Monday my playwriting workshop will read a version of my new script that is slightly different from the one I shared with friends last month. First I need to read the thing again, I don’t know.

"On Beckett/In Screen"
(Irish Repertory Theatre, 2020)
And we decorate. A couple years ago I began putting our artificial tree outside, and getting a real tree to put inside. Setting up the outdoor tree on Tuesday, I thought that must be the earliest I had ever put up a tree. But then I remembered that I put up that tree the Tuesday before Thanksgiving last year because my entire family was in town because mom was not doing well and we thought this might be our last holiday with her.

We had Thanksgiving at her house last year, but everyone came here the night before. This year it was just the four of us. My first Thanksgiving dinner in my own house.

Odd. I told myself that on Thanksgiving I should do nothing that was not related to spending time with the wife and kids. No writing, no running, no additional housework. And yet by the end of a day spent playing trivia games and watching movies, I was entirely run down.

But the big good news is that the wife has completed the manuscript for a novel which is now making the rounds among her colleagues, and that includes me.

Saturday, November 21, 2020

Process X

In the room.
This week I ran out of writing prompts.

On a whim last fall I looked up “writing prompts” and found 365 Creative Writing Prompts at They weren’t super involved, many of them focusing on one or two words. “Dancing” or “First Kiss”.

I found these to be much more liberating and inspiring. Many prompt books or online lists are too detailed. “Write about a time you disappointed someone.” Well, that makes it specifically about me, doesn’t it? I mean, it doesn’t have to be, but that’s where the mind first goes.

“Write about your virtual plans for the Thanksgiving holiday.” I mean, that’s a journal entry. I guess it’s aspirational, but not really.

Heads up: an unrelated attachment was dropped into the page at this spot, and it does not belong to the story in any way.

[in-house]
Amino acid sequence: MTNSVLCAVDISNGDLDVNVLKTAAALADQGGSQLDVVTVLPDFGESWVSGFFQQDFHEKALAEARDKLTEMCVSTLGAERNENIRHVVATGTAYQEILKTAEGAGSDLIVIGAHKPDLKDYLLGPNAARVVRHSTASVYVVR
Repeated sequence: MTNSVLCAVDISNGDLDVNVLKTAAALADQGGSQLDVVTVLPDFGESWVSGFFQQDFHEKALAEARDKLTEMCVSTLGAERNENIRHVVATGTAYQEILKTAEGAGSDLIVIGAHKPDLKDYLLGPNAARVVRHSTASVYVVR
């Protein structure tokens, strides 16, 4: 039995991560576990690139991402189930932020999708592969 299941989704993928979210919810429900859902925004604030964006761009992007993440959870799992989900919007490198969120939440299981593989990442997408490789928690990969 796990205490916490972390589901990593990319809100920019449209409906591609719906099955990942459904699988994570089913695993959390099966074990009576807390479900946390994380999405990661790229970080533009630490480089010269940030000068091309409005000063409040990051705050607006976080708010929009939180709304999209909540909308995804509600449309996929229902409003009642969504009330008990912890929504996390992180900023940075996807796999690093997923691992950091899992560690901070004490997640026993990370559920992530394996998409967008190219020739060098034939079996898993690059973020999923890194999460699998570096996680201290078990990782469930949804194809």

Maybe I should start again from the beginning though I would like to try something new. So many of these prompts resulted in short plays, and many of those were turned into videos last Spring, at the beginning of the pandemic. Looking them over, I think of those. Gotta try something new.

This past week, James and I visited labor and delivery at University Hospitals. Next year is the twentieth anniversary of the events which inspired I Hate This (a play without the baby) and plans are afoot to bring that show to a wider audience.

James has never experienced childbirth, not from the outside, anyway, so this was a wonderful opportunity to know the space and to work with the text.

Okay, this is a big weekend. I have two weeks to finish two big assignments, fortunately there are no assignments for either of those specific classes this holiday week. And my full-length (which is not, I feel, full-length, but) is in good shape to be read the following week.

In fact, there were a few notes my advisor gave me that I was able to incorporate. "Breadcrumbs." Moments to keep the audience on their toes, even as the protagonists go on about 1980s teen movies, life ... everything, really.

Saturday, November 14, 2020

Process IX

Here’s a thing: if everything were normal, I would be getting up every morning at 5:30 AM. So there’s that. We're all getting more sleep.

Thursday night Chennelle came over, she’d signed up for a playwriting workshop sponsored by The Playwrights Realm in NYC: Writing Impossible Plays In Impossible Times. To remain socially distant, I lit the fire bowl and we had Christmas ale and made smores and collaborated with some fifty or more other theater artists from my laptop, set on a small table.

This is now. Interacting with artists around the country. Spending more time than usual out of doors. The Zoom phenomenon is wearying, but it has made us do, by necessity, things we may have chosen to do before, but did not.